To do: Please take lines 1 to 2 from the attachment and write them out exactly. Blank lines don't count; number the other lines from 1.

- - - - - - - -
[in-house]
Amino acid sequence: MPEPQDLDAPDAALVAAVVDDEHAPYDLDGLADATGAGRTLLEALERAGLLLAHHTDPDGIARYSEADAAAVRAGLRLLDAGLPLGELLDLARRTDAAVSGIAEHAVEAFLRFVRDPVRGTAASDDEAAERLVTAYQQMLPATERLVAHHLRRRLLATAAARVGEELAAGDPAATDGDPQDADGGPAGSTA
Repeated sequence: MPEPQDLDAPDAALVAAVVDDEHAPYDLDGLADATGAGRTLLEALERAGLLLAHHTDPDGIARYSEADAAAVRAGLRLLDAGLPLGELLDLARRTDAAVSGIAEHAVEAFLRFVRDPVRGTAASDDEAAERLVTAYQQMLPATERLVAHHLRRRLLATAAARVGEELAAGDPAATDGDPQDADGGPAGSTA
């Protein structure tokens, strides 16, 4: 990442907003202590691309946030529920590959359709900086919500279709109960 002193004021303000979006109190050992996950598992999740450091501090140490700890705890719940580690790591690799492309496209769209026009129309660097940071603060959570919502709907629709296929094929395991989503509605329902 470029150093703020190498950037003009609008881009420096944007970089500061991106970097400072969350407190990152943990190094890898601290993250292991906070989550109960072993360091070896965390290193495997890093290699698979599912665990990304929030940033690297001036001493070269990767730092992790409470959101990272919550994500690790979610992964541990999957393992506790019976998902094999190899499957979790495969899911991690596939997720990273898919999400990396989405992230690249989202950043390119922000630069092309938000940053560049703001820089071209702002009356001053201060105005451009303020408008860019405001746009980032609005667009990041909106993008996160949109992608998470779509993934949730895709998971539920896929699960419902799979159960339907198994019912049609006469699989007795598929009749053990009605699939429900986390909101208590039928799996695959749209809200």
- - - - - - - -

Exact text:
[in-house]
Amino acid sequence: MPEPQDLDAPDAALVAAVVDDEHAPYDLDGLADATGAGRTLLEALERAGLLLAHHTDPDGIARYSEADAAAVRAGLRLLDAGLPLGELLDLARRTDAAVSGIAEHAVEAFLRFVRDPVRGTAASDDEAAERLVTAYQQMLPATERLVAHHLRRRLLATAAARVGEELAAGDPAATDGDPQDADGGPAGSTA